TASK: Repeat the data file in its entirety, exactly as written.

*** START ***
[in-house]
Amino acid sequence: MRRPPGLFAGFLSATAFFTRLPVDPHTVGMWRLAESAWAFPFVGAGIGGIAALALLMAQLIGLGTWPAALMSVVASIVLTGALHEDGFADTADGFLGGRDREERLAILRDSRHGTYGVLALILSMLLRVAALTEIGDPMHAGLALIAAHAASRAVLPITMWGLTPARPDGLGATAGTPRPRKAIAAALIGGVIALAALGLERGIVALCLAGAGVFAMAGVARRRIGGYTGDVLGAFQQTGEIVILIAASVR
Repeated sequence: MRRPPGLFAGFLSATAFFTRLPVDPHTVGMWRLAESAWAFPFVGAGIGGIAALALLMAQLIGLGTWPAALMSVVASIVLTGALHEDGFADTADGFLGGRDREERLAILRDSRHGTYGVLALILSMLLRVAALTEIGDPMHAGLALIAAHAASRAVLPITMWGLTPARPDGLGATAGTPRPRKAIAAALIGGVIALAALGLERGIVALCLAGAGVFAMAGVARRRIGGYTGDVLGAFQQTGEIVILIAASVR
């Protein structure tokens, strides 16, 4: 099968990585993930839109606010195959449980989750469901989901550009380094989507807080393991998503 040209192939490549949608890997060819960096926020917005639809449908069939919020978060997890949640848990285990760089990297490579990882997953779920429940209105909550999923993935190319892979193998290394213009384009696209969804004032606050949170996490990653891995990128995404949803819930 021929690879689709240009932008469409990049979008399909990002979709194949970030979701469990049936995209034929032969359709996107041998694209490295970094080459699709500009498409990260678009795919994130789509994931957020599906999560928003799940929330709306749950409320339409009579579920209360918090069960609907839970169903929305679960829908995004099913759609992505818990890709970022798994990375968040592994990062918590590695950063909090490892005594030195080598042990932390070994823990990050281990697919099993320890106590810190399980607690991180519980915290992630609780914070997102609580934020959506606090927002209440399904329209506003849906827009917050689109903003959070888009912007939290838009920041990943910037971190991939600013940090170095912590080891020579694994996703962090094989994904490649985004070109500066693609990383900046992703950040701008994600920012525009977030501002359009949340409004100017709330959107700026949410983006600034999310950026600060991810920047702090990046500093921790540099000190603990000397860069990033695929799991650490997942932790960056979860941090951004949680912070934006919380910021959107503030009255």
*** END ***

[in-house]
Amino acid sequence: MRRPPGLFAGFLSATAFFTRLPVDPHTVGMWRLAESAWAFPFVGAGIGGIAALALLMAQLIGLGTWPAALMSVVASIVLTGALHEDGFADTADGFLGGRDREERLAILRDSRHGTYGVLALILSMLLRVAALTEIGDPMHAGLALIAAHAASRAVLPITMWGLTPARPDGLGATAGTPRPRKAIAAALIGGVIALAALGLERGIVALCLAGAGVFAMAGVARRRIGGYTGDVLGAFQQTGEIVILIAASVR
Repeated sequence: MRRPPGLFAGFLSATAFFTRLPVDPHTVGMWRLAESAWAFPFVGAGIGGIAALALLMAQLIGLGTWPAALMSVVASIVLTGALHEDGFADTADGFLGGRDREERLAILRDSRHGTYGVLALILSMLLRVAALTEIGDPMHAGLALIAAHAASRAVLPITMWGLTPARPDGLGATAGTPRPRKAIAAALIGGVIALAALGLERGIVALCLAGAGVFAMAGVARRRIGGYTGDVLGAFQQTGEIVILIAASVR
């Protein structure tokens, strides 16, 4: 099968990585993930839109606010195959449980989750469901989901550009380094989507807080393991998503 040209192939490549949608890997060819960096926020917005639809449908069939919020978060997890949640848990285990760089990297490579990882997953779920429940209105909550999923993935190319892979193998290394213009384009696209969804004032606050949170996490990653891995990128995404949803819930 021929690879689709240009932008469409990049979008399909990002979709194949970030979701469990049936995209034929032969359709996107041998694209490295970094080459699709500009498409990260678009795919994130789509994931957020599906999560928003799940929330709306749950409320339409009579579920209360918090069960609907839970169903929305679960829908995004099913759609992505818990890709970022798994990375968040592994990062918590590695950063909090490892005594030195080598042990932390070994823990990050281990697919099993320890106590810190399980607690991180519980915290992630609780914070997102609580934020959506606090927002209440399904329209506003849906827009917050689109903003959070888009912007939290838009920041990943910037971190991939600013940090170095912590080891020579694994996703962090094989994904490649985004070109500066693609990383900046992703950040701008994600920012525009977030501002359009949340409004100017709330959107700026949410983006600034999310950026600060991810920047702090990046500093921790540099000190603990000397860069990033695929799991650490997942932790960056979860941090951004949680912070934006919380910021959107503030009255």